Thursday, 27 October 2011

The Games of Banks and Governments

United in Ponzi since the Middle Ages

It was in the late middle ages when governments first realized that the practice of fractional reserve banking – at the time rightly regarded as fraudulent – could be put to very good use for their own goals.

After observing a number of boom-bust sequences in the period a.d. 1300 to a.d. 1500, complete with bank runs in which depositors lost most of their assets, a typical conversation between a politician and a banker in late medieval Spain or Italy may have gone like this:

Politician (mayor, archduke, king…take your pick): „Look, we know what you're doing. You're systematically defrauding your customers. This means (brief interlude: leafs through statute book, at the time still of moderate size…)….lemme see….ah, there it is. Public beheading for you. Some glory for me, for having made an example of the usurious thief we both know you are.” Pregnant pause.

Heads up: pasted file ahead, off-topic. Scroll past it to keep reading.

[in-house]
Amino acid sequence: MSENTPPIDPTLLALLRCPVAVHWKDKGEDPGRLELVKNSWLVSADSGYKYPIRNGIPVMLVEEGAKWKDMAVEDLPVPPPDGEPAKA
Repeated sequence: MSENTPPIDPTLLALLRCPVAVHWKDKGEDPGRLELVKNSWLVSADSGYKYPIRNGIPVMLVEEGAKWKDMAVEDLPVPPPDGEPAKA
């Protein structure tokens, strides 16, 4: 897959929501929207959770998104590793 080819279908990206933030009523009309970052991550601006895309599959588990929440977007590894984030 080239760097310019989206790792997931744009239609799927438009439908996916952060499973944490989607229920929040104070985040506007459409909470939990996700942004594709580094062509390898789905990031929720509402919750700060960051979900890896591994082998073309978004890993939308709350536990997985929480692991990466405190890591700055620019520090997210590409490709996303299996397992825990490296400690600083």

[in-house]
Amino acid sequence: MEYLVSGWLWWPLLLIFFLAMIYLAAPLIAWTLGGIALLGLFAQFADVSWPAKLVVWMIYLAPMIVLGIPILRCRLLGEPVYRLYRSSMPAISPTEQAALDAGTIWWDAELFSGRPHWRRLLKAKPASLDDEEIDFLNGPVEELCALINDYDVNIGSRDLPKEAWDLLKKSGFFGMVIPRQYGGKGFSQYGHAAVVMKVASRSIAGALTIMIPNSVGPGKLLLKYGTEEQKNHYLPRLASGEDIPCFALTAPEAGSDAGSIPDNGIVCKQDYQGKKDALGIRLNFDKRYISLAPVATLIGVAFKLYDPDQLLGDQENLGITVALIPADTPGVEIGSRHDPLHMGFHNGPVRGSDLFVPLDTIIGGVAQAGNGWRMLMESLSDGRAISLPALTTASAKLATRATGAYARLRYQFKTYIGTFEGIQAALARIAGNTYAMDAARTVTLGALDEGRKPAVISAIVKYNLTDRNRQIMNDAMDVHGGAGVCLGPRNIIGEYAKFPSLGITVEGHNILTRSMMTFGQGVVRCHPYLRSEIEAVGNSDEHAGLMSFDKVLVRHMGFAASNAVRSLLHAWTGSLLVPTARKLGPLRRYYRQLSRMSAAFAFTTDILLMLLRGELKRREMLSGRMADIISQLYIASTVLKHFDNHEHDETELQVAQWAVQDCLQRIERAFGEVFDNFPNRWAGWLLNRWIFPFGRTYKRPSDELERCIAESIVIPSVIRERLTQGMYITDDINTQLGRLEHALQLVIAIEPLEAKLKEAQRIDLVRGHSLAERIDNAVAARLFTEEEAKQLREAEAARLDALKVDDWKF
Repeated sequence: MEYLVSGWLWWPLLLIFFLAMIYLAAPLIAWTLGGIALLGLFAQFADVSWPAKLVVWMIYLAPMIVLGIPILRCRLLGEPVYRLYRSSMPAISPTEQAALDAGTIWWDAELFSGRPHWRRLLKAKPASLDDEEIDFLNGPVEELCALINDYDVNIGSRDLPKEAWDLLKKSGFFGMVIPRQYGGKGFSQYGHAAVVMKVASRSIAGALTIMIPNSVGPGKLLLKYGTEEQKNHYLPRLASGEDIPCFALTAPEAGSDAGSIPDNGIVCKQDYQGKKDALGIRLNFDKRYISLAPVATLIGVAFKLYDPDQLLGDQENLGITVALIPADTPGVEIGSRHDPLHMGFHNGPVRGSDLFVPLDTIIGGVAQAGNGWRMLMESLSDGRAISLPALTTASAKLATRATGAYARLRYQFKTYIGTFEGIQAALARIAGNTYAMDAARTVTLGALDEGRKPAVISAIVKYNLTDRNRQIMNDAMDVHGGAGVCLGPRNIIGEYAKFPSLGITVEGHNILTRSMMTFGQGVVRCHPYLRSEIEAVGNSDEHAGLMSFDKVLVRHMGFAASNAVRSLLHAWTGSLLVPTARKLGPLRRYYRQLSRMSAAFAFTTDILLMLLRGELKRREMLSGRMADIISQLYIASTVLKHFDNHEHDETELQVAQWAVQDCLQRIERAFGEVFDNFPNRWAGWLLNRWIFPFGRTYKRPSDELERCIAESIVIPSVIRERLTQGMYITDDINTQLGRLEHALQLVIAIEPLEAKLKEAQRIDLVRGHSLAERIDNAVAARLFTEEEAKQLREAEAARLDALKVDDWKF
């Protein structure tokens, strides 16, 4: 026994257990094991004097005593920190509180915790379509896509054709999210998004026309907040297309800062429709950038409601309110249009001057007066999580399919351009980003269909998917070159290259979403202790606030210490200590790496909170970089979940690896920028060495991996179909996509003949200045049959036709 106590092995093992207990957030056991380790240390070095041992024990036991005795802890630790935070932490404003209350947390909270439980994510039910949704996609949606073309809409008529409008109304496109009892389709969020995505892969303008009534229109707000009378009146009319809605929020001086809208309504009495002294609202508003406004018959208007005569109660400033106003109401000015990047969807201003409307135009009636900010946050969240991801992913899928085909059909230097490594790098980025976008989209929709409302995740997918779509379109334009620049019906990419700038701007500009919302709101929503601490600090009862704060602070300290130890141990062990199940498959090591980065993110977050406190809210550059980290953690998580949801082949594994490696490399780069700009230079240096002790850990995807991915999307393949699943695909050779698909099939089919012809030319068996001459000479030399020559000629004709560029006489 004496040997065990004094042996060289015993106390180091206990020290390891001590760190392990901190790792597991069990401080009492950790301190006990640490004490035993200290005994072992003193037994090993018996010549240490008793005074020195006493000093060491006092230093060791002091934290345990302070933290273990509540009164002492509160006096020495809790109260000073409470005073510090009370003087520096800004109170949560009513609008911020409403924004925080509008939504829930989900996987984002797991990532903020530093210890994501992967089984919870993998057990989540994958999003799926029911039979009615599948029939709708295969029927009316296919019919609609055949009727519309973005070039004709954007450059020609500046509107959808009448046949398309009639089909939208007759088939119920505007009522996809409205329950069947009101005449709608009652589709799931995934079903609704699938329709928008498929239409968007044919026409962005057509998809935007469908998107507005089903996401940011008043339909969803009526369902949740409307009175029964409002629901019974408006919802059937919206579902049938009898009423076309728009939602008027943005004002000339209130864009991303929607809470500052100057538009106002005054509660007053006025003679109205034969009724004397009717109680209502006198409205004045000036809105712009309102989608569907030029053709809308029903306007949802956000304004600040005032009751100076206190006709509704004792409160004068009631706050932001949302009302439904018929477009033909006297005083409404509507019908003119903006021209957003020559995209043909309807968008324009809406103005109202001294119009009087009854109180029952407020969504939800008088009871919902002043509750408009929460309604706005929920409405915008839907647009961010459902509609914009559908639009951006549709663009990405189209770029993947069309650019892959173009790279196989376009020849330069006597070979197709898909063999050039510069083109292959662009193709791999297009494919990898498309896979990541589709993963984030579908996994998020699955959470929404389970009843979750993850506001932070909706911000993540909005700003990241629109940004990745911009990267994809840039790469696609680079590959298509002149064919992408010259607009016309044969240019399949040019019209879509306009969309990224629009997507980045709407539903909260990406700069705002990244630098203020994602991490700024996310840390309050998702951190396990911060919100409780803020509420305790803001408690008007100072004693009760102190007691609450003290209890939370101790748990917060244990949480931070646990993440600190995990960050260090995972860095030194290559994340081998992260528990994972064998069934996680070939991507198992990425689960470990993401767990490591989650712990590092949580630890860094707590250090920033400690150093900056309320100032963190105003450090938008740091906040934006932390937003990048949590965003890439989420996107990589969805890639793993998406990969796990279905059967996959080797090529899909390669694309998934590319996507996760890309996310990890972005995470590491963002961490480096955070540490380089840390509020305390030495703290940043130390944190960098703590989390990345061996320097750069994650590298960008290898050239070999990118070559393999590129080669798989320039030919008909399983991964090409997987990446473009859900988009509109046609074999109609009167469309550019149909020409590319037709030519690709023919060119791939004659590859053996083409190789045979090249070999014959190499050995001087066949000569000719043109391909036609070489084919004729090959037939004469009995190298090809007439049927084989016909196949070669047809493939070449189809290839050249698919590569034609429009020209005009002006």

Banker: “Aaaand?”

Politician: “Why don't we go into this business together?”
And so the banking cartel was born, the state-capitalistic combine that has been perfected in modern times with the creation of central banks and the adoption of fiat money. Banks were given the privilege of working with fractional reserves and in exchange helped finance the debts of governments. The essential features and the job of this system are still the same today as they were first conceived in late medieval times. Only, the system has certainly been perfected over time. It has e.g. been learned that stealing too much all at once is not a good method. It's better to boil the frog surreptitiously and slowly.

Alas, even though the system has been perfected, it can not escape economic laws. This means that in the long term, there will always come the point at which these laws catch up with the shenanigans of banks and governments.

This is the juncture which euro area bankers and governments have now finally reached. It is actually gratifying to see them at each others throats of late – it's a bit like a family feud you might say, a disagreement between different branches of the mafia.

Leverage and Regulations